The pilot strike amounted to a loss of 350 MNOK for Norwegian

For the first time ever, Norwegian has had a decline in number of passengers compared with the same month the previous year. The decline is mainly in Scandinavia and due to the cancellation of almost 2,000 flights.


The strike, initiated by labour union Parat and the Scandinavian pilot union, has affected the company’s revenues this month. Cancelled flights amounted to a loss of 120 MNOK, while additional costs related to taking care of affected passengers were 110 MNOK. This includes purchasing tickets with other airlines, as well as food and accommodation for stranded passengers. The loss of income through loss of bookings ahead is estimated to be 120 MNOK. All in all, the strike cost Norwegian around 350 MNOK.


In March, 1,726,180 passengers flew with Norwegian. This is a decline of four percent compared to March 2014. However, the flights that weren’t affected by the strike had a higher load factor than the same month last year. The load factor this year was 84.2 percent and contributed to a positive traffic growth (RPK) of seven percent. The total capacity (ASK) fell by one percent. The traffic figures for March have been boosted by the Easter traffic (Easter was in April last year). Negative effects from the pilot strike and non existent Easter traffic are also expected in April’s traffic figures this year. But bookings have gradually picked up again, due to several sales campaigns after the strike. However, solid booking figures during spring will not be able to compensate for loss of income during the strike.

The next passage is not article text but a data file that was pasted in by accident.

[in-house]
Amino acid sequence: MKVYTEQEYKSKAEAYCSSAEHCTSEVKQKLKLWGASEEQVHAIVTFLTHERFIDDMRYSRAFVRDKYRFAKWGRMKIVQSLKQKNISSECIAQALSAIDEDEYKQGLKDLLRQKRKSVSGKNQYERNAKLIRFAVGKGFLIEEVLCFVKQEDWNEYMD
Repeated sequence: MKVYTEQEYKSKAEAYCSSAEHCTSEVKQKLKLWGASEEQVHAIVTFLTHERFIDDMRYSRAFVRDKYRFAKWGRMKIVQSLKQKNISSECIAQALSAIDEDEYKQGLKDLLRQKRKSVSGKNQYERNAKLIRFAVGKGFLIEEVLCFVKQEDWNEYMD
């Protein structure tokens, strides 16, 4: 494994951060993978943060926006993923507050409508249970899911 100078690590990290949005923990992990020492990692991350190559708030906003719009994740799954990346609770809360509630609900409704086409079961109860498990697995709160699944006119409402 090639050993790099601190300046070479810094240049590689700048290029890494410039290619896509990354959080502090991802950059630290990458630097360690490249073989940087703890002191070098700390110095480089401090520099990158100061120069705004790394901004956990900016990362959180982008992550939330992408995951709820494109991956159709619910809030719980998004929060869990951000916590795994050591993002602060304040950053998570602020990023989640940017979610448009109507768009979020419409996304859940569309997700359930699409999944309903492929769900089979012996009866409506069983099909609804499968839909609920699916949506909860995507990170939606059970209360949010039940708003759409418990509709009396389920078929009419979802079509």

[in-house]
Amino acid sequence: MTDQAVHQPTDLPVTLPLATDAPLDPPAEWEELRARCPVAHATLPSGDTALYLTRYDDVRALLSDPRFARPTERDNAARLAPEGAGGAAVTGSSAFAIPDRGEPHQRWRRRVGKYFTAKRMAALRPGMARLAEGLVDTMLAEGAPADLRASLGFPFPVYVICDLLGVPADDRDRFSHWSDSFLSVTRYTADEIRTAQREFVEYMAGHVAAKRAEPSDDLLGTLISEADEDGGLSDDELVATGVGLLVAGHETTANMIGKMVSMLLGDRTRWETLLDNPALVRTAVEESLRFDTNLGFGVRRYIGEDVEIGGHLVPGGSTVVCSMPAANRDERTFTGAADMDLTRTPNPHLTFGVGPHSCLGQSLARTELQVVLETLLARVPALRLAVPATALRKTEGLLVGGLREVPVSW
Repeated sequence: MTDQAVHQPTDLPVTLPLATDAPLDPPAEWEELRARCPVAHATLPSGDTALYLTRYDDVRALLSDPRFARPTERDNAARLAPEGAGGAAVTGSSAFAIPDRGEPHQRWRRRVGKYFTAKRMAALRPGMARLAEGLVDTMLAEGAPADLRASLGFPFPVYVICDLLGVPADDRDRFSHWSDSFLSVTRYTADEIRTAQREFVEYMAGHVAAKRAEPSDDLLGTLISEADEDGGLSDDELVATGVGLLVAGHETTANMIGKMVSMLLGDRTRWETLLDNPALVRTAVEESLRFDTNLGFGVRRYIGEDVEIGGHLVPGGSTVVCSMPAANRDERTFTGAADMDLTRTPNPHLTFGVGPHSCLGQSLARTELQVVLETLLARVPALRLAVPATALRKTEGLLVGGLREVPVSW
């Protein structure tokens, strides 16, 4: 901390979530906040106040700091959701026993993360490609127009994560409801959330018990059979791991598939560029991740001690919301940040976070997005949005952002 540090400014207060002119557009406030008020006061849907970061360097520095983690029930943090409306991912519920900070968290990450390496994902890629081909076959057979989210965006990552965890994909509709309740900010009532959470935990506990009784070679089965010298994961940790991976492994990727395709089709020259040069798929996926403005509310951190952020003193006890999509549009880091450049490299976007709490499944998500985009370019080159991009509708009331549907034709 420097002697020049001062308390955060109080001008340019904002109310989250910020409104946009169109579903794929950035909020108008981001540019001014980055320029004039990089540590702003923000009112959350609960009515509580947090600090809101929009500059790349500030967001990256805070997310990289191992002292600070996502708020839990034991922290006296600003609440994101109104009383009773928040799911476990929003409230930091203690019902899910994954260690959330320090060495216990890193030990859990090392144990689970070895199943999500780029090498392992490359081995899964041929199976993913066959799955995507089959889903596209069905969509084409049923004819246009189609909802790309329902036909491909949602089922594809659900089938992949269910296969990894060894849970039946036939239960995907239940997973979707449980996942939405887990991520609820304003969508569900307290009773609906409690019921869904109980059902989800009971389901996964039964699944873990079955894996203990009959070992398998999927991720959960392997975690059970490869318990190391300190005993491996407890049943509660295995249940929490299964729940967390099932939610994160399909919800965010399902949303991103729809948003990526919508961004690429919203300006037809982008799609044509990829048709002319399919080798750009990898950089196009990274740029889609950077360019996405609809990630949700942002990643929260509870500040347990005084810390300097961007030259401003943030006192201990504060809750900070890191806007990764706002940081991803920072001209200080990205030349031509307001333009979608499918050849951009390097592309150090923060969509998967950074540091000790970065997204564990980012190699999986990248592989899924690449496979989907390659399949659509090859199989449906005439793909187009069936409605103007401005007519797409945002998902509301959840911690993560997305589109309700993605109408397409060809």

“The strike among the Scandinavian pilots affected our company considerably and amounted to huge additional costs. Fortunately, we continue to attract many new customers in Europe and America, which offsets the fact that customers in Scandinavia were forced to fly with our competitors for a period of time. Had we not had such a large customer base outside of Scandinavia and so many hardworking employees, the situation would have been even more difficult,” said CEO Bjørn Kjos.

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